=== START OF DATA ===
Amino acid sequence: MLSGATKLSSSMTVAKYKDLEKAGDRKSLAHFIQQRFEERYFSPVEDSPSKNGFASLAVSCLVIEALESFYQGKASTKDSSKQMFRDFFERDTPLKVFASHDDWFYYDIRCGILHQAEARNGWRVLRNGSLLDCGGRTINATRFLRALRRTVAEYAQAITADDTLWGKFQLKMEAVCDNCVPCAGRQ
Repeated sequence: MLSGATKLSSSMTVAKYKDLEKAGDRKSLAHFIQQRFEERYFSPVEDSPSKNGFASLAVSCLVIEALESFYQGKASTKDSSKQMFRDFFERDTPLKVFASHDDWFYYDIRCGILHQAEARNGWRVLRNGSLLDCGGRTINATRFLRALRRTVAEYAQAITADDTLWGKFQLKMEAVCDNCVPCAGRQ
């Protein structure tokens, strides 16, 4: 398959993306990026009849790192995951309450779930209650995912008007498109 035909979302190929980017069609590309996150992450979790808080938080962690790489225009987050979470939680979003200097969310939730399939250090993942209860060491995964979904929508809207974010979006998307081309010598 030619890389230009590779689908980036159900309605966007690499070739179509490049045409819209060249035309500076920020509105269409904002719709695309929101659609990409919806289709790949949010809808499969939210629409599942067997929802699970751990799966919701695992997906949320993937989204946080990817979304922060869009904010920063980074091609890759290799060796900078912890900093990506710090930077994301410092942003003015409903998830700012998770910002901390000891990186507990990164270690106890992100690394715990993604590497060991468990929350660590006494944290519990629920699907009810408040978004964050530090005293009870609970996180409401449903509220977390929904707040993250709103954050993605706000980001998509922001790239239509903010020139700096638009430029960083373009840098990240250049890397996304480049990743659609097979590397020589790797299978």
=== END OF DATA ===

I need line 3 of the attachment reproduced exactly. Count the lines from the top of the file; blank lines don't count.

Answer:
């Protein structure tokens, strides 16, 4: 398959993306990026009849790192995951309450779930209650995912008007498109 035909979302190929980017069609590309996150992450979790808080938080962690790489225009987050979470939680979003200097969310939730399939250090993942209860060491995964979904929508809207974010979006998307081309010598 030619890389230009590779689908980036159900309605966007690499070739179509490049045409819209060249035309500076920020509105269409904002719709695309929101659609990409919806289709790949949010809808499969939210629409599942067997929802699970751990799966919701695992997906949320993937989204946080990817979304922060869009904010920063980074091609890759290799060796900078912890900093990506710090930077994301410092942003003015409903998830700012998770910002901390000891990186507990990164270690106890992100690394715990993604590497060991468990929350660590006494944290519990629920699907009810408040978004964050530090005293009870609970996180409401449903509220977390929904707040993250709103954050993605706000980001998509922001790239239509903010020139700096638009430029960083373009840098990240250049890397996304480049990743659609097979590397020589790797299978």